The patient will be tilting more towards one side when ask to bend further forwards.

On palpation of the back, there is diffuse tenderness over the lumbar region, paraspinal muscle tenderness and etc. Then sciatic stretch test is done :

1) Straight leg raising test (SLRT) : While doing the SLRT, the knee must be absolutely straight. Slowly raise the lower limb and note at which angle the patient starts complaining of sciatica. Usually the test is considered positive if the angle of < 60 degrees.

2) Then, try dorsiflex the patient's foot and look at how this maneuver intensifies the pain.

3) At the angle where the patient complains of pain, slightly flex the knee joint and there should be some relieve of pain. Then, press over the site of lateral hamstring to compress the common peroneal nerve and this results in the pain recurrs at new intensity

4) Alternatively, one can perform the lasegue's test. Flex the knee joint fully and the hip joint up to 90 degrees, slowly extend the knee joint. This is not possible if the sciatic nerve is stretched.

5) Occasionally, there might be a +ve cross SLR, where raising the normal lower limb causing pain over the affected side.

6) In case of high or mid-lumbar disc prolapse, a femoral stretch test can be positive. Perform it when the patient is in prone position, and passively hyperextend the lower limb of the affected side.

Neurological examination is done, and interpret as follow :

If there is weakness of the plantar flexors, sensory deficit over the tip of little toe, and sluggish/absent ankle jerk, it points towards a prolapse that occurs in between L5 and S1. (S1 nerve root is involved)

If there is weakness of EHL muscle/dorsiflexor of the ankle joint, sensory deficit over the first web space, normal ankle joint, it is suggestive of a prolapse that occurs in between L4 and L5. (L5 nerve root is involved)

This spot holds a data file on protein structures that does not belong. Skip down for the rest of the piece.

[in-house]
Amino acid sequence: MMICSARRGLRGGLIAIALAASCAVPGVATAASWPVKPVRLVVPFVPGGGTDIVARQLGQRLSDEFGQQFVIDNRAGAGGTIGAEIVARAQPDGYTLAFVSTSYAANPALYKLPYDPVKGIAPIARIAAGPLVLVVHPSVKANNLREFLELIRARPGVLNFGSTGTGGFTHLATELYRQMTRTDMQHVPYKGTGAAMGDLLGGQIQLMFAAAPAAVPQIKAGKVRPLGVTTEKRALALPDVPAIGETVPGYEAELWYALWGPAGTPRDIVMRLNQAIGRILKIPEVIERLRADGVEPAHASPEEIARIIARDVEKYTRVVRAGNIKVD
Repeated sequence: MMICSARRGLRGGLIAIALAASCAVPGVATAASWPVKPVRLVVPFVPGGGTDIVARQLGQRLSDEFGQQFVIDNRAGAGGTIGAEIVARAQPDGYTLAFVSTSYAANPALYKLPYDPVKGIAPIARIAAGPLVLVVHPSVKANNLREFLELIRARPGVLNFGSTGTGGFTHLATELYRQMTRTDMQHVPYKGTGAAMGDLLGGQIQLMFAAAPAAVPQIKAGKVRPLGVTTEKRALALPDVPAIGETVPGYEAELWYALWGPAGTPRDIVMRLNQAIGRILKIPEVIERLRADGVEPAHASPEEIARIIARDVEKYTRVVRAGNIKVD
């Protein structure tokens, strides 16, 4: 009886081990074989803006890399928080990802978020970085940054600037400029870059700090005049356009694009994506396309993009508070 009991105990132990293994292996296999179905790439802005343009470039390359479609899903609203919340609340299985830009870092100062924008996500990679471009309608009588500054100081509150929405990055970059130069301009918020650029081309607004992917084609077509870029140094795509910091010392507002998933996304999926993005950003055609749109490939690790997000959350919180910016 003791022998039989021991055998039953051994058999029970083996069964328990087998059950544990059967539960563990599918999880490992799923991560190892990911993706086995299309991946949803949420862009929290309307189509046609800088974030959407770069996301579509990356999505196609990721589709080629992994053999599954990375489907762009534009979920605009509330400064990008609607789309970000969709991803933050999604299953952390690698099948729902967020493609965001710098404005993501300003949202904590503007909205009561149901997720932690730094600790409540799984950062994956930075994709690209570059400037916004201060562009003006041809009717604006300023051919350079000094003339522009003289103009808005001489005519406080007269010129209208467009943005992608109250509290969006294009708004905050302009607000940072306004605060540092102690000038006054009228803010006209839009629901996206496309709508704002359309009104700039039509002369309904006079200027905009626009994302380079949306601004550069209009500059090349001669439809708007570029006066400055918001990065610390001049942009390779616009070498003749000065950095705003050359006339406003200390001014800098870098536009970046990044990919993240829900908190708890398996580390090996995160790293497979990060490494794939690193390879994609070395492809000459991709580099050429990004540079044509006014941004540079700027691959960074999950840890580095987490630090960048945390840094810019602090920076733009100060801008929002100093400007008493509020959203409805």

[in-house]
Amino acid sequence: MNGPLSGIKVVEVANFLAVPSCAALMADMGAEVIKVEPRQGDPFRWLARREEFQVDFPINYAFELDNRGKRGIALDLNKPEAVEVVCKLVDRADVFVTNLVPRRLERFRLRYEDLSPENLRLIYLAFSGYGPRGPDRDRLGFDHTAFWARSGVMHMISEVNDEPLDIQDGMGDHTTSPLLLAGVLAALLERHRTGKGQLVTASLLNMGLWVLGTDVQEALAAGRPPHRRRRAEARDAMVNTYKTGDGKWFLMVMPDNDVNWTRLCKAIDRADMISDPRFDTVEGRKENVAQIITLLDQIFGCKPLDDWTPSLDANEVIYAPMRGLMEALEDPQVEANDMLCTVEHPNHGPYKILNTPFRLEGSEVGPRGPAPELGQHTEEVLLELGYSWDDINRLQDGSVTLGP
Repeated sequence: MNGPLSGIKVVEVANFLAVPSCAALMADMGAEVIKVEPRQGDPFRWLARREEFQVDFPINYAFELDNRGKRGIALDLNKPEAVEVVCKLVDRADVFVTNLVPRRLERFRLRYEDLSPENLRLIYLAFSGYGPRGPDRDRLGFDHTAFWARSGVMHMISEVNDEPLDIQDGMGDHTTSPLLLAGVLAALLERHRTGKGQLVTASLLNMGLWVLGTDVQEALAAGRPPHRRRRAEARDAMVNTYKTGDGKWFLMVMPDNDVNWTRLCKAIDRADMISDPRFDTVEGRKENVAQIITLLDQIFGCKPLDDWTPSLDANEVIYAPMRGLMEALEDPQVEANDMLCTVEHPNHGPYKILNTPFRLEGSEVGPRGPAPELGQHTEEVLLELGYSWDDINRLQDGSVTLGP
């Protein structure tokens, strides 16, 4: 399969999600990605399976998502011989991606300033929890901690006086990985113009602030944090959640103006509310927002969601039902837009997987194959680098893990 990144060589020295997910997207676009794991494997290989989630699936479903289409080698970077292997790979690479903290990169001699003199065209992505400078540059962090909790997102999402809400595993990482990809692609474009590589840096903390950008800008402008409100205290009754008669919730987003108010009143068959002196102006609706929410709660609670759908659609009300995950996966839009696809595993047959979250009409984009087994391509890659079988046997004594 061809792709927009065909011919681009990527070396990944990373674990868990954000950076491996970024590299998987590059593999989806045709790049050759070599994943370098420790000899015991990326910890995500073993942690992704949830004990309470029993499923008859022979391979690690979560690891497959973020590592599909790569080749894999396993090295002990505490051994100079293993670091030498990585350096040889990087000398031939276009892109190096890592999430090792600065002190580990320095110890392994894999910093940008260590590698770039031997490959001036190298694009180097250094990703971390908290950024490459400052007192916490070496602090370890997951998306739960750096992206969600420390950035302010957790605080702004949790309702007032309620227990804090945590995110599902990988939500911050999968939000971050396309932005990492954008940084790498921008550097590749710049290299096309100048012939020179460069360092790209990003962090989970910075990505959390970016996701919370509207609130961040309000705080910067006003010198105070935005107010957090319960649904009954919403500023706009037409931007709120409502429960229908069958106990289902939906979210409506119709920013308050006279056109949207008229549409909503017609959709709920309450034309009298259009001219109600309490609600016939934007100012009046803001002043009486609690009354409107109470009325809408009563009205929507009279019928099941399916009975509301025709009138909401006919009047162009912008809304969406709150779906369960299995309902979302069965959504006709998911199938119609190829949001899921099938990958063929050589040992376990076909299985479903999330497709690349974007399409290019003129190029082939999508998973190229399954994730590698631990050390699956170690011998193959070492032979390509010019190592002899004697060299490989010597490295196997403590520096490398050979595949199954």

If there is weakness of the knee extensor, sensory deficit over medial malleolus, and knee jerk is sluggish/absent, it is suggestive of a prolapse that occurs in between L3 and L4. (L4 nerve root is involved)


1) X ray spine is not helpful. It is essentially normal, unless if there is repeated attacks of PID, the joint space may be reduced, osteophytes may be seen.

2) Myelography used to be the tool to confirm the diagnosis of PID, but currently it is abandoned due to :

A/E : headache, dizziness, nausea and CNS infection after the procedure
Hypersensitivity towards the contrast material that is used, causing anaphylaxis.
Unable to detect far lateral disc prolapse (lateral to intervetebral foramen)

3) CT and MRI is a more reliable mode for spinal imaging nowadays.


In cases of acute PID, conservative treatment is employed.
Patient is advised to have bed rest by lying down supine, and pelvic traction of 10 kg is applied.
Analgesics such as indomethacin is given.

Within 2 weeks, 90% of the cases will recover spontaneously.
If symptoms didn't resolve, epidural injection of corticosteroids or local anesthetic can be given.

Operative intervention such as laminectomy, or microdiscectomy can be done if :

1) Neurological deterioration during conservative treatment
2) No improvements after 6 weeks of conservative treatment
3) Cauda Equina compression syndrome with no improvement after 6 hours of conservative management - emergency

Category: Orthopedics Notes